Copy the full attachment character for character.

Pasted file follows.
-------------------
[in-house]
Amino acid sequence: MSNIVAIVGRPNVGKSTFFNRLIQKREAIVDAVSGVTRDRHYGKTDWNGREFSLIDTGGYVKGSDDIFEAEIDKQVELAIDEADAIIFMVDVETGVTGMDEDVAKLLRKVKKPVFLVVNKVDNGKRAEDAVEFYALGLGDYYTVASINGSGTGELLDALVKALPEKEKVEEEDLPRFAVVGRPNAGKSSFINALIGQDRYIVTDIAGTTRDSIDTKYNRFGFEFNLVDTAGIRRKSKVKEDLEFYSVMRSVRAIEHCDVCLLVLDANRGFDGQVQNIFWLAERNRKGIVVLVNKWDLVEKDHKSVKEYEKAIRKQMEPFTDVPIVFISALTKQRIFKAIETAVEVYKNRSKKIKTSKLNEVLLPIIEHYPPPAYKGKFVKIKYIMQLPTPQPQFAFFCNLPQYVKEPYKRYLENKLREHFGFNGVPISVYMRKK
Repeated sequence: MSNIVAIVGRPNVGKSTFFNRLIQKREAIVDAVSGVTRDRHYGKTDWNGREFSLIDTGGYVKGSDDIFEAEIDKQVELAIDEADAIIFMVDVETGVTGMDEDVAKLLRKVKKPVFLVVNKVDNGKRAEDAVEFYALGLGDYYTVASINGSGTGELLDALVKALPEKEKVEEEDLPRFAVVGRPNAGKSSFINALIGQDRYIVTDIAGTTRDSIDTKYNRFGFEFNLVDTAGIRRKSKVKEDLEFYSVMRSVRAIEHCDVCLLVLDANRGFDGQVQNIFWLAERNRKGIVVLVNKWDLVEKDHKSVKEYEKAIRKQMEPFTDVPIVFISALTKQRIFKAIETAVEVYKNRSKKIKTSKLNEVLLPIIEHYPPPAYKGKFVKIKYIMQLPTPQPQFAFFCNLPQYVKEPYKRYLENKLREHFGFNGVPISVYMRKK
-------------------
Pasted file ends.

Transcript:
[in-house]
Amino acid sequence: MSNIVAIVGRPNVGKSTFFNRLIQKREAIVDAVSGVTRDRHYGKTDWNGREFSLIDTGGYVKGSDDIFEAEIDKQVELAIDEADAIIFMVDVETGVTGMDEDVAKLLRKVKKPVFLVVNKVDNGKRAEDAVEFYALGLGDYYTVASINGSGTGELLDALVKALPEKEKVEEEDLPRFAVVGRPNAGKSSFINALIGQDRYIVTDIAGTTRDSIDTKYNRFGFEFNLVDTAGIRRKSKVKEDLEFYSVMRSVRAIEHCDVCLLVLDANRGFDGQVQNIFWLAERNRKGIVVLVNKWDLVEKDHKSVKEYEKAIRKQMEPFTDVPIVFISALTKQRIFKAIETAVEVYKNRSKKIKTSKLNEVLLPIIEHYPPPAYKGKFVKIKYIMQLPTPQPQFAFFCNLPQYVKEPYKRYLENKLREHFGFNGVPISVYMRKK
Repeated sequence: MSNIVAIVGRPNVGKSTFFNRLIQKREAIVDAVSGVTRDRHYGKTDWNGREFSLIDTGGYVKGSDDIFEAEIDKQVELAIDEADAIIFMVDVETGVTGMDEDVAKLLRKVKKPVFLVVNKVDNGKRAEDAVEFYALGLGDYYTVASINGSGTGELLDALVKALPEKEKVEEEDLPRFAVVGRPNAGKSSFINALIGQDRYIVTDIAGTTRDSIDTKYNRFGFEFNLVDTAGIRRKSKVKEDLEFYSVMRSVRAIEHCDVCLLVLDANRGFDGQVQNIFWLAERNRKGIVVLVNKWDLVEKDHKSVKEYEKAIRKQMEPFTDVPIVFISALTKQRIFKAIETAVEVYKNRSKKIKTSKLNEVLLPIIEHYPPPAYKGKFVKIKYIMQLPTPQPQFAFFCNLPQYVKEPYKRYLENKLREHFGFNGVPISVYMRKK